Kurdish protests, a case of immigrant frustration
The surprise attack by a gunman who killed three persons at the Kurdish cultural center in Paris has triggered protests by the Kurds in the 10th district of Paris and there was an outbreak of violence. The Kurds in the French capital were preparing to observe the 10th anniversary of the killing of three women in 2013 when fresh killings of three more persons took place. The police have taken the 69-year-old gunman into custody, who had been recently released from detention, and it is believed that the motive for the attack was racism.

The Kurdish Democratic Council in France (CDK-F) organized the protest on Saturday. Berivan Firat, spokesperson of CDK-F, said, “We are not being protected at all. In 10 years six Kurdish activists have been killed in the heart of Paris in broad daylight.”

She also said that the protestors turned violent when passers-by in a car waved a Turkish flag and made a provocative gesture. It is a fact that there is a clash between Kurdish dissidents and the Turkish government, but there is no evidence as yet whether there is any linkage between the killing of the three Kurds on Friday and of three women 10 years earlier and the battle of Kurdish dissidents in Turkey.

The sectarian clashes outside the country of origin have not been common up till now, and it would be difficult for host countries to control the clashes between immigrant communities. Some months back, the clash between Indian and Pakistani groups in Leicester in the aftermath of a cricket match between the two countries became a key issue in Britain. And it led British Home Secretary Suella Braverman blamed it all on uncontrolled migration. There was, of course, sharp reaction to Braverman’s cavalier remarks. But the shootout at the Kurdish cultural center in Paris raises serious concerns about the law and order situation as well as about the simmering tensions between the different immigrant communities. The clash between the Moroccan and French football fans after France defeated Morocco in the recent football World Cup in Doha has raised questions about immigrants and their integration with the society of the host country.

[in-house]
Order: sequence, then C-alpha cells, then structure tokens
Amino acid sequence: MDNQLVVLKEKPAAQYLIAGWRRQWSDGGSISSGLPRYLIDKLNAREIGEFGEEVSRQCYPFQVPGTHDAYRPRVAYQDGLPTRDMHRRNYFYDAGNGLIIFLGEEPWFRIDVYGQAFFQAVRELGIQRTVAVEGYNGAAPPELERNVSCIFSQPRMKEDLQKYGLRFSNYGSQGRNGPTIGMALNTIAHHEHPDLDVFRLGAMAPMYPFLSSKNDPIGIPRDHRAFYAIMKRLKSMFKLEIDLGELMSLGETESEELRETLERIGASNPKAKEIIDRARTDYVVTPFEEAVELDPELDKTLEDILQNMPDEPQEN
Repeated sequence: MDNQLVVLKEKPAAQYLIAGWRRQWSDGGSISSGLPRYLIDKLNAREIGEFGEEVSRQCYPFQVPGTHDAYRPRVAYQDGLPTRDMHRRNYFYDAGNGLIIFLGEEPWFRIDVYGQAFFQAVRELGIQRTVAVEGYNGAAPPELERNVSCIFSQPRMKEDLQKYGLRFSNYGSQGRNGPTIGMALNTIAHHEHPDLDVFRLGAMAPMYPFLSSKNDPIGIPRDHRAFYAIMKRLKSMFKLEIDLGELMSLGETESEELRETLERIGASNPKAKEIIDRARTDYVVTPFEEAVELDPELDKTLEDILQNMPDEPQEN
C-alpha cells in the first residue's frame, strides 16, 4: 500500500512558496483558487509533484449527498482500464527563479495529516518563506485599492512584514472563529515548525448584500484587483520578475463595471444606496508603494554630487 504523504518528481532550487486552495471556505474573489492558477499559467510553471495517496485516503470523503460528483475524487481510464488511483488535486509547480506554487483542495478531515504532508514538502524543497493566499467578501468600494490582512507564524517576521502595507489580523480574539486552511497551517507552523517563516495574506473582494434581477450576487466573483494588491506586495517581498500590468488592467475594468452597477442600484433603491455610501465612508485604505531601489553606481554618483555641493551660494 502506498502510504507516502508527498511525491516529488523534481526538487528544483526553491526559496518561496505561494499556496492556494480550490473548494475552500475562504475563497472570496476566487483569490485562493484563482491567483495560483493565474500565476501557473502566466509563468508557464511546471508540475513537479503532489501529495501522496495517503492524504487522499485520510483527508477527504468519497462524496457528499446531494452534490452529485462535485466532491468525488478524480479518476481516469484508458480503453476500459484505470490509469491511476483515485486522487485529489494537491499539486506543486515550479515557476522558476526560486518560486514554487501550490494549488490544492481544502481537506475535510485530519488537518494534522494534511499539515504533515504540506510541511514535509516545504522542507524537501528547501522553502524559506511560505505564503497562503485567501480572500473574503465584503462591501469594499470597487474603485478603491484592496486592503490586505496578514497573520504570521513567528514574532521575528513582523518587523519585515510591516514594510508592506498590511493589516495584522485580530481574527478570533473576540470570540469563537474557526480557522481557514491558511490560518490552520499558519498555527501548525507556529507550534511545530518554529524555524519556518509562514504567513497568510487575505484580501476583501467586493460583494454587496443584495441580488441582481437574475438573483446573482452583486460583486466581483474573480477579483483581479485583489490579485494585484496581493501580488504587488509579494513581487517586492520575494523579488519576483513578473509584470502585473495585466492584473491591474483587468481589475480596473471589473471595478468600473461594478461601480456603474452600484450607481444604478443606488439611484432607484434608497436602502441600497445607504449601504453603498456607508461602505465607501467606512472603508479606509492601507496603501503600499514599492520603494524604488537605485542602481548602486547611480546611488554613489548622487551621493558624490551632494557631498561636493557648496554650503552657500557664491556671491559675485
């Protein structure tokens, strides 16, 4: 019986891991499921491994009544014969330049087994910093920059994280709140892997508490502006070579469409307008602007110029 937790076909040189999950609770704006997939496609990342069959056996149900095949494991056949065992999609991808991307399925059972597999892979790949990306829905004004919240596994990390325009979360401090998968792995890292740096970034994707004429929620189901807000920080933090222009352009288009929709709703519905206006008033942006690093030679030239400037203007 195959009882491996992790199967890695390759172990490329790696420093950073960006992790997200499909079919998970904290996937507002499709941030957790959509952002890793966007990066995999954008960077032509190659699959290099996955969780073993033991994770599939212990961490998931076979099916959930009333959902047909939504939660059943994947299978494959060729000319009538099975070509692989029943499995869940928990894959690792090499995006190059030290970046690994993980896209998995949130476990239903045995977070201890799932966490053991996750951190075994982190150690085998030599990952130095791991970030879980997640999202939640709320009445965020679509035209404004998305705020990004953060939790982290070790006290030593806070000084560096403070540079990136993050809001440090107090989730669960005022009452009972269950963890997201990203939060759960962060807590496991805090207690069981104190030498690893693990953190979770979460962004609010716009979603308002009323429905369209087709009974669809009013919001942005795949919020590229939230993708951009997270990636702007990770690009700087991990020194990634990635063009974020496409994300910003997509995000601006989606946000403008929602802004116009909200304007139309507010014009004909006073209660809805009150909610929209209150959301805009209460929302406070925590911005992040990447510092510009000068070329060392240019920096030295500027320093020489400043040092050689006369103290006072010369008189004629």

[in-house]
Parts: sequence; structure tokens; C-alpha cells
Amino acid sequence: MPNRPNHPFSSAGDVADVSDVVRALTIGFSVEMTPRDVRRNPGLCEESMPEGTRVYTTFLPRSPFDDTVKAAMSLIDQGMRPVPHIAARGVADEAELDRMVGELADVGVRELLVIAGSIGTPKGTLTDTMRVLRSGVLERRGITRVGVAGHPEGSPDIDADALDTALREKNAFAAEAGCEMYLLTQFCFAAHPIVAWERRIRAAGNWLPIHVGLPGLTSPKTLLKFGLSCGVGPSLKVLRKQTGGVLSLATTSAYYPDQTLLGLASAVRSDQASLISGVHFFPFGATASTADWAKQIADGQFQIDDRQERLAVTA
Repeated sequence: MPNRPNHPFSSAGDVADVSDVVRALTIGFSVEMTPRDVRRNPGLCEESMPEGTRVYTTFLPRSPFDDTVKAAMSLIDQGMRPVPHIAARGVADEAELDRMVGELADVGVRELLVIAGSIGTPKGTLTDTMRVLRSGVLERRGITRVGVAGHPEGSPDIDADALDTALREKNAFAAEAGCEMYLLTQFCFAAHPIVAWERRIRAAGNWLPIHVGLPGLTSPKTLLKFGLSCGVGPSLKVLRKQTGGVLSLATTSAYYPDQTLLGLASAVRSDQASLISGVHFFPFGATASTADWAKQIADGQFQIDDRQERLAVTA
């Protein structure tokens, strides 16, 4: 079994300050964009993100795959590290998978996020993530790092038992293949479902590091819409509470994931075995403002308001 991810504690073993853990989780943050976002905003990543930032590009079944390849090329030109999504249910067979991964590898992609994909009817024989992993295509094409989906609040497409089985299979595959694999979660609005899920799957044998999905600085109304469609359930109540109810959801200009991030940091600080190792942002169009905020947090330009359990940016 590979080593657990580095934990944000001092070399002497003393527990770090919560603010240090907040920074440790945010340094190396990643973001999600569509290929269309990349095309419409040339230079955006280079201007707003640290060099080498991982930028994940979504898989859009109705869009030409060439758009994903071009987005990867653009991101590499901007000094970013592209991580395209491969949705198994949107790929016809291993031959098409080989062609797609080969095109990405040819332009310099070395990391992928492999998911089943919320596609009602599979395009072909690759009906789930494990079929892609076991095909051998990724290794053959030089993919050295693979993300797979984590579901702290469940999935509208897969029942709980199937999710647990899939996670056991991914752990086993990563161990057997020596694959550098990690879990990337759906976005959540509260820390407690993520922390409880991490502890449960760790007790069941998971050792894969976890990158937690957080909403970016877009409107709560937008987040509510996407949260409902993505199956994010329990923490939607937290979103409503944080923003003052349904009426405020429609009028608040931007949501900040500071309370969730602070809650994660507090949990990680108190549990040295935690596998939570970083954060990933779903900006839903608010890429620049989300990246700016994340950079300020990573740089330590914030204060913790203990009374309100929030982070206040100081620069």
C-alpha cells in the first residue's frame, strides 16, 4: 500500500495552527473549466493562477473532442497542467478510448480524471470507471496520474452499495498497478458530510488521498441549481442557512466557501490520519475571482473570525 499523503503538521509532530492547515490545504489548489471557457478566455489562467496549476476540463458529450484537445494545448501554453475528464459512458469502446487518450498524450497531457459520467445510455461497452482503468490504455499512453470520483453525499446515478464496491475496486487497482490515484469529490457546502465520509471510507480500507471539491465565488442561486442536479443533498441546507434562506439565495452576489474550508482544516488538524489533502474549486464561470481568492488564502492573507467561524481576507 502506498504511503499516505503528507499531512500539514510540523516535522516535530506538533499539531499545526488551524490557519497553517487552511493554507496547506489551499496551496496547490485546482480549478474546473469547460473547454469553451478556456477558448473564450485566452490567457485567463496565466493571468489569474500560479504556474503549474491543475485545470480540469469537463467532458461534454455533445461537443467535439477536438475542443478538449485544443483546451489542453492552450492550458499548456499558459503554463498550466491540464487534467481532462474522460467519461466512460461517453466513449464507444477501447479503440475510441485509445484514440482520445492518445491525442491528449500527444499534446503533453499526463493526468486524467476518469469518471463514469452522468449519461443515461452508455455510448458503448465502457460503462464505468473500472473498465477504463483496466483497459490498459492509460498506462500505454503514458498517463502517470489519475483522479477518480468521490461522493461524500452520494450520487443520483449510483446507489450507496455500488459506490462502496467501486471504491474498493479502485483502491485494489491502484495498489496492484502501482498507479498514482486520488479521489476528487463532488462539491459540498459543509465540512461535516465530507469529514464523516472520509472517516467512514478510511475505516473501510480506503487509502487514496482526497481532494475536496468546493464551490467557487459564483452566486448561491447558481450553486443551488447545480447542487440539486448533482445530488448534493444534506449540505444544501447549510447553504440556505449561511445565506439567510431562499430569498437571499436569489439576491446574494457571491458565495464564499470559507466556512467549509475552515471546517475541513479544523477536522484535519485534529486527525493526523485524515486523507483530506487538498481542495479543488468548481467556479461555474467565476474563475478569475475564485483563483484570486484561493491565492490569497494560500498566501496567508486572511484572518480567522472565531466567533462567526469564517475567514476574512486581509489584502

It is quite clear that the immigrants in Europe – Turks in Germany, Moroccans, Tunisians and Algerians in France, Indians, Pakistanis and Bangladeshis in Great Britain are the necessary part of the society and economy of these countries. The German, French and English economies derive much benefit from the immigrant population. The attempt to absorb them in the local society poses a challenge because of the inherent racism of European society, and this leads to simmering tension between the host community and the guest community. European governments have been generally sensitive to the needs of the immigrants and they have been provided legal safeguards. But ultimately, social harmony is dependent not just on laws but on inter-relations of the different ethnic and religious communities. There are of course no tidy answers to the problem, and there has to be an effort on the part of all communities as well as governments to smoothen relations.

It would be wrong to judge the immigrants harshly on the issue. They may have moved into the European country in quest of employment, security and a better standard of life, but the host country allowed them in because the immigrants fulfilled a necessary economic function. It does not mean that the immigrants can fight their own battles in a foreign country. But the frustrations of the immigrants need to be addressed in a positive way so that they do not vent their suppressed anger on the streets of the host country.

Gulf Today

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